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Is Nigella right to ditch ‘slut’ from her recipe name?

Flora Gill (pictured) said it’s time we reclaim the word’ slut’, one delicious dessert at a time

NO

By Flora Gill

What food doesn’t taste better a tiny bit sluttier? To me, it means decadence and indulgence. A dish that’s a slut is the opposite to a calorie-counting diet number. You can’t be slutty and full of replacements and gluten-free alternatives.

Slutty food is proud of every ingredient. How can that be bad? A few angry people online claim Nigella’s removal of the word ‘slut’ from her raspberry jelly recipe is somehow an attack on free speech.

I find this hilariously absurd. Nigella is a culinary goddess and a trailblazer when it comes to language (let’s not forget her rebranding of the Mi-crowavé). So she’s free to name her food what she likes.

If she renamed her moreish brownies Piers Morgan’s Dingleberries, I’d eat just as many (although I wouldn’t recommend that as a marketing decision). But if Nigella asked my opinion, I’d implore her to stick with ‘slut’. Slutty food isn’t just a gimmick. It has history. Besides the Neapolitan puttanesca, there are plenty of other celebrated dishes with ‘unsavoury’ names — French Canadians have cinnamon-roll pastries called Pet de Soeurs, or nun farts. In Germany, you have a blood sausage dish called Tote Oma, meaning dead grandma.

Italians enjoy a salami called Palle del Nonno, meaning grandpa’s balls, and a whole host of pastries named after nipples (virgin’s, venus’s — they’re frankly obsessed). Our own dear Spotted Dick pud continues to raise eyebrows. But wouldn’t it be a shame to censor these fabulous foods for fear they might give offence?

What a shame to censor such sublime food

Nigella told a follower on Twitter she had decided to cut the word as the meaning had changed since she first used it for her jelly and it had now ‘taken on a coarser, more cruel connotation’. But whether she’s referring to the old use of the word to mean ‘lazy’ or the modern sexual sense, I don’t see it as an insult.

These days, a woman should be able to sleep around just as much as a man and not be judged differently. Being slutty isn’t a bad thing and can even be used affectionately by friends. So, I think it’s time we reclaim the word, one delicious dessert at a time.

Rather than remove the term from our puddings, we should double down and use Nigella’s sublime recipes to rebrand words that were once insults to women. I want to see a b**chy cheesecake, a diva creme brulee, a floozy chocolate gateau. Maybe Nigella should set up a website dedicated to X-rated puddings. I can picture it now — Only Flans.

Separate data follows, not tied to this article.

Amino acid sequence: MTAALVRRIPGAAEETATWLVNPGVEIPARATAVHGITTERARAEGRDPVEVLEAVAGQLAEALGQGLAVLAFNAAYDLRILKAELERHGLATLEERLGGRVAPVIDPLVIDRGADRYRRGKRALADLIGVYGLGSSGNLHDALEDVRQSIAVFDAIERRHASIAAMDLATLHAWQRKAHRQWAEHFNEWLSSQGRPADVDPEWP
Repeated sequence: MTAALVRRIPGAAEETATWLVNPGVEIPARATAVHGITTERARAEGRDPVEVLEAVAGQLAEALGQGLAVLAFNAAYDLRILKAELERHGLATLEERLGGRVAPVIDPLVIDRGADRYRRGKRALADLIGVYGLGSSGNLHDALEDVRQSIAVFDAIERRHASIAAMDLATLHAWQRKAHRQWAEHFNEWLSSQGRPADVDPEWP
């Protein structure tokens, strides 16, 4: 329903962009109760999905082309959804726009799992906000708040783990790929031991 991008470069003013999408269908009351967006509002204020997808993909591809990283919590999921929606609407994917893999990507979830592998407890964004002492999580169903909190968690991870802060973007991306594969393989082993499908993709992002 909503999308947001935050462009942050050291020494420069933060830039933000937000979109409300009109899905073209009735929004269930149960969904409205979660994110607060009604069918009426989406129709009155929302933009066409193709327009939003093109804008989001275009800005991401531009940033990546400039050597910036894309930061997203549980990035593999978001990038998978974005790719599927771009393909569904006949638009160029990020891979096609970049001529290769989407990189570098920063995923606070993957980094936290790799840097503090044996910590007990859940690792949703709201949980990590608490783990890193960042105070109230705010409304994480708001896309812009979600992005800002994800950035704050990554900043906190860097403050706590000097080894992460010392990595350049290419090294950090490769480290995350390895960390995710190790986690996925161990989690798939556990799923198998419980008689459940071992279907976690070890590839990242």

Julie Bindel (pictured) said women should be grateful to Nigella for refusing to collude in misogyny

Julie Bindel (pictured) said women should be grateful to Nigella for refusing to collude in misogyny

YES

By Julie Bindel

One of my favourite dishes, which I was introduced to as a young feminist, was Pasta Puttanesca. I loved it until I learned the sauce is named after the Italian for ‘whore’, allegedly because it was invented in a brothel. As a campaigner against violence against, or exploitation of, women, I haven’t used the word since. Not because I’m being pious, but because words have power and to give credibility to one used so often by woman-haters felt wrong.

This week, celebrity cook Nigella Lawson announced she has removed the ‘slut’ from a recipe. Slut Red Raspberries has become Ruby Red Raspberries In Chardonnay Jelly. She says the meaning of the word has changed and she’s ‘not happy with that’.

In my view, Nigella is simply acknowledging that ‘slut’ has a far more toxic feel to it in 2021 than when I was a young woman. The way the word is now used in pornography, in the schoolyard and by sexual harassers on the streets has, in recent years, taken on a grimly sinister tone.

Why must we collude in misogyny over dessert? 

So-called progressives that use it to ‘subvert’ misogyny such as the SlutWalk movement — where women march with the word ‘slut’ emblazoned proudly in lipstick across their bare breasts — have acted as apologists for the word. But to me, it can never be one that feminists should reclaim.

‘Slut’ has been weaponised against women. I research pornography, and it is the most common word used to describe women in violent or aggressive scenes on sites like Pornhub. Girls and young women at school tell me that it is an insult commonly used by boys to punish them. In my 1970s schooldays, the worst thing a girl could be called was ‘slut’. So how depressing that this misogynistic term has not lost its vile sting.

But where does it all end, I hear critics ask. Surely, the cancel brigade are being too sensitive and if Nigella changes this, they will come for any risqué word. Not at all. Nigella renaming one of her own recipes because she recognises it demeans women is wholly different from re-shooting films or editing classic novels to pander to modern sensibilities.

This is about an individual, albeit someone in the public eye who wields influence, making a personal choice about her own language based on sound judgment. Women should be grateful to Nigella for refusing to collude in misogyny. After all, it’s just a dessert.


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